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Here some suggested organisations that offer expert advice on SN.

Social Stories and other stuff

(12 Posts)
donkeyderby Sun 01-Nov-09 21:44:08

..which professional/group told you about them? NAS? Paed? HV? Teacher? SALT?

I have said before on here how amazed I am at the level of knowledge that some parents have, especially those with ASD kids. Social stories, sensory disorders, ABA etc. I have never even heard of any of this before finding MN (apart from ABA which I know next to nothing about)

I also feel miffed: DS is 13 with SLD and challenging behaviour and - debatable - ASD and I have never been educated about any of these theories or approaches or been pointed in the direction of appropriate literature. It would be useful to know who I should go to for information.

Littlefish Sun 01-Nov-09 22:08:43

I'm a teacher and heard about social stories, visual timetables etc. from a great SALT who worked with various children in my previous school.

debs40 Sun 01-Nov-09 22:37:04

I heard about them on hear and through reading Tony Attwood's book and general, endless internet searching on ASD grin

sphil Sun 01-Nov-09 22:58:55

Most of the stuff I know I've learnt through following recommendations and links for reading/research on MN. The autism outreach team in our area is very good too. But in general I find other parents are the best source of info.

ouryve Sun 01-Nov-09 23:19:58

By reading books and info available online. There's lots of examples out there.

troutpout Sun 01-Nov-09 23:23:44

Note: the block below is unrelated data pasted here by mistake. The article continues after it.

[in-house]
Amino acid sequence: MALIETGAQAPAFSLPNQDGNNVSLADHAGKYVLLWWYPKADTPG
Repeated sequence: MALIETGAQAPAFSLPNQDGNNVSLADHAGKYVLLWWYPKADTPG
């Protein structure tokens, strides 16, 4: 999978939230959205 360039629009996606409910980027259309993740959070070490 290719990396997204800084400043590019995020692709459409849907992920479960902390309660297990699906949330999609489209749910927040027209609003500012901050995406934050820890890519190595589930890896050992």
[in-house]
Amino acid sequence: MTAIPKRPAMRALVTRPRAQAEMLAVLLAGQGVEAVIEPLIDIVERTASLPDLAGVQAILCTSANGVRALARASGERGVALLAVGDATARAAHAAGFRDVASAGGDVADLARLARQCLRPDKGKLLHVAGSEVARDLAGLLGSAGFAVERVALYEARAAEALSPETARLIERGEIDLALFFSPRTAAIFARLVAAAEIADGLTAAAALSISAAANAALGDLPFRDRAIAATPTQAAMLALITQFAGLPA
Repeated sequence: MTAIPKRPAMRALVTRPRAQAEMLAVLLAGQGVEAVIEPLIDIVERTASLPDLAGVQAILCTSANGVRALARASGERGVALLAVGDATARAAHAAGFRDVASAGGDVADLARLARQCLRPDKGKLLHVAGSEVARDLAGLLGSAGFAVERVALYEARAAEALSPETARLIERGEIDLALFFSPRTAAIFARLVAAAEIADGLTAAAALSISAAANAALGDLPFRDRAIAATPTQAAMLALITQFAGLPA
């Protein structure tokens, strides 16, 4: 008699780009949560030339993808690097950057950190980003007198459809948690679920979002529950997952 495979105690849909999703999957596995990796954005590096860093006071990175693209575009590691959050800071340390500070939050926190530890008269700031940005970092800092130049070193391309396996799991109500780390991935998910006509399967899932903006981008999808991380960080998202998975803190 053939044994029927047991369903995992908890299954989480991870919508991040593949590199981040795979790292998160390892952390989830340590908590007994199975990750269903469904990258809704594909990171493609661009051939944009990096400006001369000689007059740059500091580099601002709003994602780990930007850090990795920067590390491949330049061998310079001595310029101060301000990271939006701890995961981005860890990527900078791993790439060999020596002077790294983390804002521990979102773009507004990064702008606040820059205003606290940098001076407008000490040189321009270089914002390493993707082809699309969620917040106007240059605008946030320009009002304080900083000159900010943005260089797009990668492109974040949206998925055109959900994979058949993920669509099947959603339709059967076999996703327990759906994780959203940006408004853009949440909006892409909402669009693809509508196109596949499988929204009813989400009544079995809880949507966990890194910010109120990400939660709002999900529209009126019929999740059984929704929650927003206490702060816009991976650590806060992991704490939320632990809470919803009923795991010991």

Our local autism outreach group gave lots of info..and did a workshop about writing social stories.

busybeingmum Mon 02-Nov-09 06:59:23

Message withdrawn

magso Mon 02-Nov-09 11:13:56

I first heard social stories and ABA mentioned on here then read further. Our private salt used ABA techniques but I had no idea that I had fallen on my feet there. To be honest ds (who is just 10 and has mod/sev LD as well as asd) has only just matured enough to understand social stories as an out of context means of teaching. The years leading up to that were just practice using stories in context! I suspect without MN I would not have had enough confidence in my own suspicions to push for ASD to be considered.
I wonder if very able adults with AS give ASD a voice whilst those with SLD are not so clearly represented.

donkeyderby Mon 02-Nov-09 15:23:02

I can see how great MN is from the amount of people who have been educated through it. This is certainly where I have first heard of these approaches in any detail.

Do most of you have ASD kids? I notice that it's ASD groups that seem to be educating parents. Have any of you with non-ASD children, been taught about these different approaches and theories?

As to looking stuff up and reading - I do loads of internet research on subjects pertaining to SLD, but often find it's like finding a needle in a haystack. Also, can barely concentrate on reading the back of a cereal packet due to chronic lack of sleep and would love to have access to workshops like busybeingmum. Hope I don't sound too idle.

ThatVikRinA22 Mon 02-Nov-09 16:05:24

google! and parenting forums, and other parents mostly.

www.thegraycenter.org/store/index.cfm?fuseaction=page.display&page_id=30

ThatVikRinA22 Mon 02-Nov-09 16:07:29

if you want specific advice on a particular problem then stick on here and someone will know.

i have a 17 yr old with aspergers. i found info from various sources. forums are great. and i rang the NAS - thats how i found out about melatonin - i was also seriously sleep deprived as was my then 15yr old.

ask on here and someone will know.

bramblebooks Mon 02-Nov-09 16:23:56

Ed Psych in case consultation - then organised training for us. Also went to training by one of the uk 'gurus' whose name, sadly, escapes me. But they're fab!

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